The Advanced Placement Computer Science exam clearly has a problem when it comes to minority and female high school students.
The College Board -- the association responsible for creating and overseeing AP testing -- on Tuesday released its annual report on AP exam participation and performance, noting that a vast majority of AP Computer Science test-takers in 2013 were white males. Of the more than 20,000 students to take the exam last year, 81 percent were male and 54 percent were white. Only 9 percent of the test-takers were Latino and 3 percent were African-American.
The following graphs break it down:
Senior research scientist Barbara Ericson of Georgia Tech University provided a separate analysis of the test data, painting an even bleaker picture of the situation in some parts of the country. Her analysis reveals no African-American students took the AP Computer Science exam in 11 states, and that not a single female, African-American or Hispanic student took the test in Montana or Mississippi.
The numbers suggest that the world of technology, which is already dominated by white males, may continue being a white man's club.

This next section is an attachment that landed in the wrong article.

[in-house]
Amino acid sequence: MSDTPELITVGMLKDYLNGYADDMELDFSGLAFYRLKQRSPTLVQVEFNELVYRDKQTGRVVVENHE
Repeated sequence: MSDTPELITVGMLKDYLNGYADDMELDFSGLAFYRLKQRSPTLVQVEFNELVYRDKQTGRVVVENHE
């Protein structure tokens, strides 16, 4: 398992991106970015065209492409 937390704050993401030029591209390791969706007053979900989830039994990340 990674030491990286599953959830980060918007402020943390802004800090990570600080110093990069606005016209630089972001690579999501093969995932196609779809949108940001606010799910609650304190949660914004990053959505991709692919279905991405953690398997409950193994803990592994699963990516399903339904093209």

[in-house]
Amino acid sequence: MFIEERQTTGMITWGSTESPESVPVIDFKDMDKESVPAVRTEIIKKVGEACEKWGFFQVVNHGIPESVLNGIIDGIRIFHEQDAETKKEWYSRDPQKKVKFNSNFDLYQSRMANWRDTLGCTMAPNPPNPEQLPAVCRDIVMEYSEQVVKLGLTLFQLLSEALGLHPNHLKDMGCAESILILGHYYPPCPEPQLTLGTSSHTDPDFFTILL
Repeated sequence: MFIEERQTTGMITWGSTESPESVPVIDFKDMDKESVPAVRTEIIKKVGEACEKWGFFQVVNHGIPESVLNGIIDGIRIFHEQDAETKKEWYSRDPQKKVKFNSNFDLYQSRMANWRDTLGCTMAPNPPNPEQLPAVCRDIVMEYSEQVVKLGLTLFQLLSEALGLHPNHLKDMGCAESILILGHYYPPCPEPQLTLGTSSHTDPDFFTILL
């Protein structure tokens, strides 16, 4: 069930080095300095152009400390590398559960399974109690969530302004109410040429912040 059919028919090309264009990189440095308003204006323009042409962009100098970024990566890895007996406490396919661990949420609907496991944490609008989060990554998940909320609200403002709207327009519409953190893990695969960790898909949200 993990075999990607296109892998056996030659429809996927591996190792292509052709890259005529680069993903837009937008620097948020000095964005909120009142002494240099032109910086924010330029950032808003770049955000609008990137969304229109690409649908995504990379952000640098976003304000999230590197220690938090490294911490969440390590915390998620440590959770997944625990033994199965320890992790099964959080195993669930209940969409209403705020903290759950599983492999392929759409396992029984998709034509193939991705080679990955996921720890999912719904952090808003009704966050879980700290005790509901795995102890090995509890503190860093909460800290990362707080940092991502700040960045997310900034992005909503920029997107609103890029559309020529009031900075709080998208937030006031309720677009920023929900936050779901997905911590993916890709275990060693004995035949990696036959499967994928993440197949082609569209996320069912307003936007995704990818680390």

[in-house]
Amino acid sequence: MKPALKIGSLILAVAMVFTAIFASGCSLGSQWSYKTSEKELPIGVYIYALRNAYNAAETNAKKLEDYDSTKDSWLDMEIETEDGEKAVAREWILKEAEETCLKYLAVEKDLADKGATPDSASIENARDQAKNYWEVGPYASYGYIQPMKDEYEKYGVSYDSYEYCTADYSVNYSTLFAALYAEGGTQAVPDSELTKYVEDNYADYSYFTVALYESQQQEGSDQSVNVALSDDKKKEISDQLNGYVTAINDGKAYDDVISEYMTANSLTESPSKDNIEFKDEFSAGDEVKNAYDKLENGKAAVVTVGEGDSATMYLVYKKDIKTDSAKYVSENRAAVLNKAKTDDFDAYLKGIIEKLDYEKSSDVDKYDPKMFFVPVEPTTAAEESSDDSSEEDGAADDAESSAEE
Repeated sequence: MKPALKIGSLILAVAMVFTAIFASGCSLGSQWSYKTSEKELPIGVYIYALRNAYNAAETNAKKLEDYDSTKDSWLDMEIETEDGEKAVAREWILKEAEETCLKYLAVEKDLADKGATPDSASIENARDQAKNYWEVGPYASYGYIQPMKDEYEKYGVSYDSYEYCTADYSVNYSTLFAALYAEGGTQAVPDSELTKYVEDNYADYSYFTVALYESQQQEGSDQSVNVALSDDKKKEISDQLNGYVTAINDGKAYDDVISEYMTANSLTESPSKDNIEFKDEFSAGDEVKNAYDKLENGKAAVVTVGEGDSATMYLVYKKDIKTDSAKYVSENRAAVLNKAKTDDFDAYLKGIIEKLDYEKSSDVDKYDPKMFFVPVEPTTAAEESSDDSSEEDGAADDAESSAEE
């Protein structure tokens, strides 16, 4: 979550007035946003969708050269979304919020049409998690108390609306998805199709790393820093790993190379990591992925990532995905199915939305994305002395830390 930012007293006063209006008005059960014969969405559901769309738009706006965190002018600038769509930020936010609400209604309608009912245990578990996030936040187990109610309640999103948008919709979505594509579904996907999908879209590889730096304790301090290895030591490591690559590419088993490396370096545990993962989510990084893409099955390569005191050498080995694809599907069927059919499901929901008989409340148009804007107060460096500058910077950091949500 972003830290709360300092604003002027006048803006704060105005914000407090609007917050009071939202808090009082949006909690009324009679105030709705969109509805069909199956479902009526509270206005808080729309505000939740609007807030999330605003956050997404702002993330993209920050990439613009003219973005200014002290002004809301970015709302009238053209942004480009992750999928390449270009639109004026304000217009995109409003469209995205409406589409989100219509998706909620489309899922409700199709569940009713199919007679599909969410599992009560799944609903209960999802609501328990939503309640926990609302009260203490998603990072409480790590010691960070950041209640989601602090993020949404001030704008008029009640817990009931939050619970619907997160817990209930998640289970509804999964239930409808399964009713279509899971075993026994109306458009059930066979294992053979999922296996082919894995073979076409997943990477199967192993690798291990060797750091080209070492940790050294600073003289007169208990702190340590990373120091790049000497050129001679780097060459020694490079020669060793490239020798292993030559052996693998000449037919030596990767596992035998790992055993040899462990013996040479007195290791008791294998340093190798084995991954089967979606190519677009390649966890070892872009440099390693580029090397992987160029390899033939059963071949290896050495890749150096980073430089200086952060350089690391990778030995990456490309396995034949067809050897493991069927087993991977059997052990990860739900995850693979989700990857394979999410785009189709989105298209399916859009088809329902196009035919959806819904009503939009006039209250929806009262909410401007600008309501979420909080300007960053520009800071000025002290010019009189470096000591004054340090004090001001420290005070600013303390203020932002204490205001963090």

Deborah Davis, the director of college readiness communications at The College Board, told The Huffington Post in an email that the organization recognizes these problems and has been taking steps to up the number of minority and female test-takers.
“The College Board is deeply committed to increasing access to rigorous computing courses, particularly for underrepresented female and minority students. In order to address this issue, we have collaborated with national organizations, other nonprofits and the private sector to ensure expanded access,” wrote Davis.
More than 1 million students took AP exams in 2013, according to The College Board report. Nine percent of these test-takers were African-American, and 19 percent were Hispanic.
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